So we are fully aware of, and committed to, the need for the Post Office company to have a fair commercial balance sheet which gives it both the incentive to perform and the financial scope to enhance its business. In those circumstances, some might ask why we intend to deprive the Post Office company of previously earned assets as part of the restructuring exercise. But, as I said earlier, we intend to put the Post Office company on a more normal commercial footing. In a normal business, money that the Post Office has put into gilts and other deposits with the National Loans Fund would have been paid to the owner as dividends, rather than being allowed to accumulate on the balance sheet. The Post Office company will therefore cease to hold, and have access to the interest from, the present level of accumulated EFL surpluses as part of the exercise to restructure the balance sheet. The business will then operate and report on the same basis as a private sector one. But as I have already said, no decisions have been taken at this early stage.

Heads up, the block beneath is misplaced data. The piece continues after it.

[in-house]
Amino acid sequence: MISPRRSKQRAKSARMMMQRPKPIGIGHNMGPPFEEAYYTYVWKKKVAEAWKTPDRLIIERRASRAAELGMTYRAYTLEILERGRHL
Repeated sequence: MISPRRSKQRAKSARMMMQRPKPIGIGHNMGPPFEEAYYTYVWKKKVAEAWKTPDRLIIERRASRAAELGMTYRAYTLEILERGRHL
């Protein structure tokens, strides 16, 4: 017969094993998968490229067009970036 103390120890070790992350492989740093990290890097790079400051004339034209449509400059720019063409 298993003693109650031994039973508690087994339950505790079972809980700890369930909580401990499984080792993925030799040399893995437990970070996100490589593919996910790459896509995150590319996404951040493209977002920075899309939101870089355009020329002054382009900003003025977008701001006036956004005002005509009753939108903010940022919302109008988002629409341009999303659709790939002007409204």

Under the policy of allowing the Post Office greater commercial freedom, we have already put in place the new financial regime which will provide the opportunity for the Post Office to fund its commercial development, allowing the Post Office to retain more of its profits; to have automatic access to £75 million each year to fund growth investments and to borrow larger sums to fund growth investments providing the proposals are consistent with the strategic plan, commercially robust and pose no undue risk to the taxpayer. These provisions already provide the Post Office with the springboard to move towards its goal of becoming a world-class distribution company.